Denise Lewis, who won heptathlon gold at the 2000 Olympics in Sydney, will receive a damehood.
Sports stars and people who helped the Queen to enjoy her passion for horses are among those who will be recognised with royal honours on Wednesday.
Denise Lewis, 50, who won heptathlon gold at the 2000 Olympics in Sydney, becomes a dame as president of Commonwealth Games England and for services to sport.
Ms Lewis was born in West Bromwich, West Midlands, and first came to prominence at the Birchfield Harriers club.
Her first major international breakthrough was at the 1994 Commonwealth Games in Victoria, Canada, where she took gold.
The Princess Royal will be presenting the honours at a ceremony at Windsor Castle.
All-rounder Moeen Ali, 35, who has come out of Test retirement to join the England squad for the first two of the five Ashes Tests against Australia, becomes an OBE for services to cricket.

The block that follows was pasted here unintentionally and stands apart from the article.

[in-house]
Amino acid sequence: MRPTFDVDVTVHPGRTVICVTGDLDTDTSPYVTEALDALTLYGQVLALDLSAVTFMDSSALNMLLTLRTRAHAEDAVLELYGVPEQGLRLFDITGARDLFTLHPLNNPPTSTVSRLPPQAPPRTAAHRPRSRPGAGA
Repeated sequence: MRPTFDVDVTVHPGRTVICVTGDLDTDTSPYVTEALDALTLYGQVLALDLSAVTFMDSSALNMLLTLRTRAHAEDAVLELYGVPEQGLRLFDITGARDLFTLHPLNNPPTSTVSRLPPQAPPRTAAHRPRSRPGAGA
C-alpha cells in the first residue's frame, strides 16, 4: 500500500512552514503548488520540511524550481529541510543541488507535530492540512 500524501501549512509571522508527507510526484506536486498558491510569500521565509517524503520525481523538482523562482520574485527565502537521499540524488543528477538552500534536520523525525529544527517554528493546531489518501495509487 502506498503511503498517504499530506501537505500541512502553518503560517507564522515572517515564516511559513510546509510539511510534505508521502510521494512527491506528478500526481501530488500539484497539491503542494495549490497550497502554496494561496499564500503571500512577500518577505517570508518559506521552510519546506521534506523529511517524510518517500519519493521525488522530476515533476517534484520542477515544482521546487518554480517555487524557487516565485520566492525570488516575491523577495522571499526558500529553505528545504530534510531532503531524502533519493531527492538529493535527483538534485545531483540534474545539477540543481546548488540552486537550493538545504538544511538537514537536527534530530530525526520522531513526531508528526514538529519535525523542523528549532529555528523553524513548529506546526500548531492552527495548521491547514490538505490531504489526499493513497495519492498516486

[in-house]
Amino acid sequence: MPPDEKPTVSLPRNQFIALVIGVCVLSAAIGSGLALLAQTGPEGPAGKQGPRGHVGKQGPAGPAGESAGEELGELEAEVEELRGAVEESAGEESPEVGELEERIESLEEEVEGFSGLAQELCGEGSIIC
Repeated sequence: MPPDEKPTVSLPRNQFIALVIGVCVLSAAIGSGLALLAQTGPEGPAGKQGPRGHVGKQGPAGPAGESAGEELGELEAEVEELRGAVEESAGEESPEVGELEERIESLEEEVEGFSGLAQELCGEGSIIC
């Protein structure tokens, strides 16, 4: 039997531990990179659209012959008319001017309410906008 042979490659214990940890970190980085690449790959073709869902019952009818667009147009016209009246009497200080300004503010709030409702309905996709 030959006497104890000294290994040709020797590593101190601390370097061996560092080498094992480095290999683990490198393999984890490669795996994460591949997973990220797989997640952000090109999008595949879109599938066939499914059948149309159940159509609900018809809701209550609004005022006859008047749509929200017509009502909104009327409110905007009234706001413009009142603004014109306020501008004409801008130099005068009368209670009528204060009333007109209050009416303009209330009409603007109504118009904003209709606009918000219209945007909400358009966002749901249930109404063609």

Mr Ali, who will be joined by his wife Firoza, will be missing training ahead of the first Test to attend the ceremony.
Mr Ali, who has not played an international Test for nearly two years, having previously announced his retirement from red-ball cricket, was called in earlier this month as a replacement for first-choice spinner Jack Leach, after he was ruled out with a stress fracture to his back.
Judd Trump, 33, is being made an MBE for services to snooker and charity.
Mr Trump won the world championship title in 2019, with a stunning 18-9 defeat of John Higgins in the final.
He is an ambassador for Jessie May Children’s Hospice at Home, which provides specialist nursing care for terminally ill children in their own homes in the south west of England, and also for Teenage Cancer Trust.
Queen Elizabeth II’s racing manager John Warren, and Terry Pendry, the stud groom who held the reins of her pony Emma as the funeral cortege entered Windsor Castle, are made members of the Royal Victorian Order (RVO).
These are in recognition of their service to the Queen and are part of the Demise honours.
The RVO honours are in the King’s gift and are bestowed independently of Downing Street to people who have served the monarch or the royal family in a personal way.
Explorer Sir David Hempleman-Adams will collect a Polar Medal for his expeditions to the Arctic and Antarctic.